The maintenance cost of a muscle car such as replacing the tires is costly. Many people don’t consider it while buying a muscle car. Usually, muscle cars are having wide rear tires. It is because they support a better grip with the rear-wheel-drive setup. To get the most grip, you need to have the widest rubber that can fit your muscle car.
The wider the tires, the more rubber will be needed. As a result, the cost of replacing the tires of a muscle car is more than a regular car. Muscle cars are rated at higher speeds than economical cars. Hence, the high-speed index of tires will be costly. It is because of the reason that manufacturers put more development on a tire that can bear the 200-mph speed than a normal 120 mph speed.
Manual Drive or Stick Shift
Another consideration while buying a muscle car is the transmission whether it has an automatic or manual transmission. Most of the newer muscle cars come with automatic transmissions. If you have never driven a car with a manual transmission, then first you need to learn how to drive a manual transmission.
When you learn to drive a manual car, you must be looking for something that is having 200 horsepower rather than learning it on a 500-horsepower muscle car. As a result, you will be able to drive and control the muscle car with 500 horsepower on the road.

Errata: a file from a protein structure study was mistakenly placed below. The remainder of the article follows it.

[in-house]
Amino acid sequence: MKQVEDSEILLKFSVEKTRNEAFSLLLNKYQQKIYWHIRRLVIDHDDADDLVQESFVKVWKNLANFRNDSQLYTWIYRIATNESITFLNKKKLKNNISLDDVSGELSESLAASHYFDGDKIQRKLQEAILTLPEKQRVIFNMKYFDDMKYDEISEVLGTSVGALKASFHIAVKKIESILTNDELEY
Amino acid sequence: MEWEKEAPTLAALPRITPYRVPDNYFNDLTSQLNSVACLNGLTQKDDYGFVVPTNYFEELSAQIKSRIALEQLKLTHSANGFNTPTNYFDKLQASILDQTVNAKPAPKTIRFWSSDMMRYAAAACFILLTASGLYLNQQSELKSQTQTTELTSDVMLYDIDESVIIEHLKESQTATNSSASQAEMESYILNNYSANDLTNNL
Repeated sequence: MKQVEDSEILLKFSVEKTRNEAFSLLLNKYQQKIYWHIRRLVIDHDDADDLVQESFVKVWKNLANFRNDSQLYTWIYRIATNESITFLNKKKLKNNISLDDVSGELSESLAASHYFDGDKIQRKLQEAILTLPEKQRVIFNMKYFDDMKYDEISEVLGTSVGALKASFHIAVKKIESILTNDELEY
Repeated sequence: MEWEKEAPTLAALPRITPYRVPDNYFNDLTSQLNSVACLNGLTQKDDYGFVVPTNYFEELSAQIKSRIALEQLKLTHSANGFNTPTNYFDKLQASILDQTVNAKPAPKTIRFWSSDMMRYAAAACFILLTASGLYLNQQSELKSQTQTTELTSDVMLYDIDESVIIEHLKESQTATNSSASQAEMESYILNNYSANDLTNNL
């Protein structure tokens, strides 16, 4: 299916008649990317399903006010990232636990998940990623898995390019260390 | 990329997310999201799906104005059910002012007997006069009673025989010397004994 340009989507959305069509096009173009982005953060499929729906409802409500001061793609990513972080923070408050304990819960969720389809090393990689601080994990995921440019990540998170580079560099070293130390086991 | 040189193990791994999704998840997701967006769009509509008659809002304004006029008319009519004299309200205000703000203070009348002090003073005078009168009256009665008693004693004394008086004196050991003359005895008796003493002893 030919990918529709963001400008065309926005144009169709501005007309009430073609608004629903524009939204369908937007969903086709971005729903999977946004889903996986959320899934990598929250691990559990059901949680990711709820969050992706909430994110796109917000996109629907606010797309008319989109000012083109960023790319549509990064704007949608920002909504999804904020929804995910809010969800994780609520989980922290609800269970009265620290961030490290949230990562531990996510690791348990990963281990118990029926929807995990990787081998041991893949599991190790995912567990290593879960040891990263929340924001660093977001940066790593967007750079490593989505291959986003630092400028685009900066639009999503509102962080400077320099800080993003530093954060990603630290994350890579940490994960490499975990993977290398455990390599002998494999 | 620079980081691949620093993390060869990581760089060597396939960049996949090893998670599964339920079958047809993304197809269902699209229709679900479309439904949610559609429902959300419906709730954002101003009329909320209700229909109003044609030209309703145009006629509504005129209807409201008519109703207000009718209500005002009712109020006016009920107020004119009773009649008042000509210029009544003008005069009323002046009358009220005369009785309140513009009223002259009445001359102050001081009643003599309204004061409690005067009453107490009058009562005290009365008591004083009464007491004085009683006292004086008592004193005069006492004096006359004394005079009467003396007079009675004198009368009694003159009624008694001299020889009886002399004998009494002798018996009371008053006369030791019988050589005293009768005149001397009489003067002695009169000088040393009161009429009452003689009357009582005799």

Muscle Car Engine Have Larger Displacement
Most muscle cars come with a large V8 or V6 engine. Large means that they will be having more space inside the engine. Most engines in the United States will be having a number of liters that indicates the engine displacement in liters. The liters specify the amount of internal space. If you are having a Mustang 5.0 V8 then the engine has 5 liters of displacement.
The economical cars are having 2.0 to 2.4 liters of engine displacement. It means that maintaining a large engine will be costly than a regular engine. A larger engine means a spark plug that you need to replace after a certain period. Also, more liters of engine oil will be needed for a 5.0L engine than a 2.0L engine.
Owning A Muscle Car – If You Have Deep Pockets
Owning a muscle car can be a fun thing and a great show-off in the neighborhood. You will experience a high-performance vehicle when you have got the right muscle car for yourself. But, keep in mind that you have to pay more dollars while maintaining, insuring, and refueling the car than a regular car.
Muscle cars of the 50s and 60s can be intriguing. It makes one have customized and fast cars. The roaring sound of a muscle car gives goosebumps to the car enthusiasts but you have to consider the affordability of owning a muscle car. If you have enough resources to keep your car running at the full tank and high maintenance, then why not.